This election cycle seems to be sparking more office conflicts than previous campaigns, but talking politics at work is a risky proposition for employees and employers alike.
Strife from the divisive presidential campaign season is bleeding over into the workplace, according to a recent survey conducted by the Society for Human Resource Management.
In a poll of 457 human resource professionals, 26 percent reported an increase in “perceived greater political volatility” in the office this election cycle. And the problems with talking politics at work may worsen as November approaches, said Evren Esen, SHRM’s director of survey research programs.
“Businesses need to be aware, even if they haven’t had any issues in the past, that this particular election cycle could be different,” Esen said.
For the purposes of SHRM’s survey, which was compiled in May, volatility means increased tension, hostility, or argumentation among coworkers directly related to the ongoing political battle for the White House, she said. SHRM released its findings at its annual convention earlier this month.
Of those surveyed, about 67 percent reported their organizations lacked a policy—written or otherwise—regulating political activities in the office. Esen believes that those that do likely adopted one after a workplace incident.
Regulating political speech is a tricky situation for employers, said Karen Glickstein, an attorney who specializes in employment law. She recently penned a column outlining tips and advice for supervisors after receiving a glut of inquiries—many related to on-the-job incidents—from clients.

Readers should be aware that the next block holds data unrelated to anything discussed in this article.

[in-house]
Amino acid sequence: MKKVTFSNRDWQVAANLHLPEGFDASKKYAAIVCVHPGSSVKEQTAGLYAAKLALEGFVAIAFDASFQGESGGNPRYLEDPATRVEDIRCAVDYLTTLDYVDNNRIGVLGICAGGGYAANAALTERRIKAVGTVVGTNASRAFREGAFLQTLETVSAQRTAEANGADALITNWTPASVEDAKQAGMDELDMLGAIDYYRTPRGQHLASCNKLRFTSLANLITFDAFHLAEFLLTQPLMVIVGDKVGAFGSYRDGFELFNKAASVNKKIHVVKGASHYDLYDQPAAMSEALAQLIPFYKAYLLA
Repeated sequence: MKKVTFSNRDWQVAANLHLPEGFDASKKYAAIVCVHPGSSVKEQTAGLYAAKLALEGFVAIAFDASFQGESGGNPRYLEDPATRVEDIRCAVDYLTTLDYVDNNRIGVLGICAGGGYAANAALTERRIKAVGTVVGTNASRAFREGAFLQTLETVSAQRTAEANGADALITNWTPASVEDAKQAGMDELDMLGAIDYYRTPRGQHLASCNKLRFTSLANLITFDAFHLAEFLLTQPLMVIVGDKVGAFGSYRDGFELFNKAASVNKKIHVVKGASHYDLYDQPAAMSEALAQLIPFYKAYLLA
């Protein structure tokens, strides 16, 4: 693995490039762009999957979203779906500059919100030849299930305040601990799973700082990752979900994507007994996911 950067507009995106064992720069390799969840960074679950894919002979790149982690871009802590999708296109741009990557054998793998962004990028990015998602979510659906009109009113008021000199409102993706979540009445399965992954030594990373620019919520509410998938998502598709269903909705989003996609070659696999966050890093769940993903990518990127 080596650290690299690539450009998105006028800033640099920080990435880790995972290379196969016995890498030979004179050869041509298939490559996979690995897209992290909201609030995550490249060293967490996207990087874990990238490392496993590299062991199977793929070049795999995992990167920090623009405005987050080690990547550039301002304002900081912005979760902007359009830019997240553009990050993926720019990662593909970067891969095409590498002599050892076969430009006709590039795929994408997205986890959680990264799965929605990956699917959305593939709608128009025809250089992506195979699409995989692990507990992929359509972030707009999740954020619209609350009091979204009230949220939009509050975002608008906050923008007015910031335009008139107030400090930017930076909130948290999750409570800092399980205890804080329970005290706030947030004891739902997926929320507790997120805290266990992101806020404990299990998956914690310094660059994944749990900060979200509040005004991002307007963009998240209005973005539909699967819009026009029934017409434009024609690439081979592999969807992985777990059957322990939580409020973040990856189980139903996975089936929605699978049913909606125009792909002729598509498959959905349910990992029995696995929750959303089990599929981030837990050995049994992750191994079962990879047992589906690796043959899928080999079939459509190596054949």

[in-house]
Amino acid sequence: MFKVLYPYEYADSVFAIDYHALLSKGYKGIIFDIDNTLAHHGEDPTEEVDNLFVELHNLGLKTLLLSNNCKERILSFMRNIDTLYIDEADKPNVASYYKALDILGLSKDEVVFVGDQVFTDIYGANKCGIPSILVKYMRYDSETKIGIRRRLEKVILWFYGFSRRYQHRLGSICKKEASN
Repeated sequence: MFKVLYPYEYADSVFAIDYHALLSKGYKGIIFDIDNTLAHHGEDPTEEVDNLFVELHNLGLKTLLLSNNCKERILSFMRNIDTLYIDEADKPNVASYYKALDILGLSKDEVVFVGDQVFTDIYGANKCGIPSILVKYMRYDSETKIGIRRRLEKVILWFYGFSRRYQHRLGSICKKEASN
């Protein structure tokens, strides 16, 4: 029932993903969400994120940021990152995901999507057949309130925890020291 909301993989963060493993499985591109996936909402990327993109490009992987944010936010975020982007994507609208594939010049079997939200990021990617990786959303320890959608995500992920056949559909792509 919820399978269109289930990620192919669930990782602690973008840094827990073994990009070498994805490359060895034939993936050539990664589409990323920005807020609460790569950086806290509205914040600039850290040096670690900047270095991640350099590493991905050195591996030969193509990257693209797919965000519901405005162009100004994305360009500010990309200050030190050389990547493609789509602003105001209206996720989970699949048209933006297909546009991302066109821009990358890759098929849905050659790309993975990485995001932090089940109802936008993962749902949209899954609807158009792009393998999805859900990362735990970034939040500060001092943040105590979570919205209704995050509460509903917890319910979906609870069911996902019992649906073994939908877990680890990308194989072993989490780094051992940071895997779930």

Both employers and employees can take steps to protect themselves, Glickstein said. For supervisors, it can be as simple as reminding their staff about workplace harassment or discrimination policies. Employees, on the other hand, must recognize that the First Amendment does not always apply in the workplace, she said.
It’s a question that seems to come up with each election cycle, Glickstein said, though “I think it’s probably more this year than I can remember in past years.”
Where it gets trickier is during off hours, particularly with the rise of social media. Can action be taken against workers who list their employer on sites where they also espouse political views, like Twitter and Facebook? Not necessarily.
Though only four states explicitly protect workers engaging in political activity afterhours, Glickstein said the National Labor Relations Board increasingly has sided with employees disciplined for politicking outside of the office.
But “every situation is going to be different,” she said.
SHRM, which hasn’t before gauged the amount of workplace incidents stemming from political disagreements, plans to follow up in October. Esen said reaction from members has been positive so far, as many recognize that it could become an issue.
“Not a lot of organizations have policies, but this is something to consider and talk to employees about as well,” Esen said. “Even if they don’t have a formal policy, even if it’s kind of unwritten, encourage employees to be respectful of diversity. Really, this falls into the diversity of ideas and opinions and attitudes. Regardless of whether people agree with each other, they do need to respect one another.”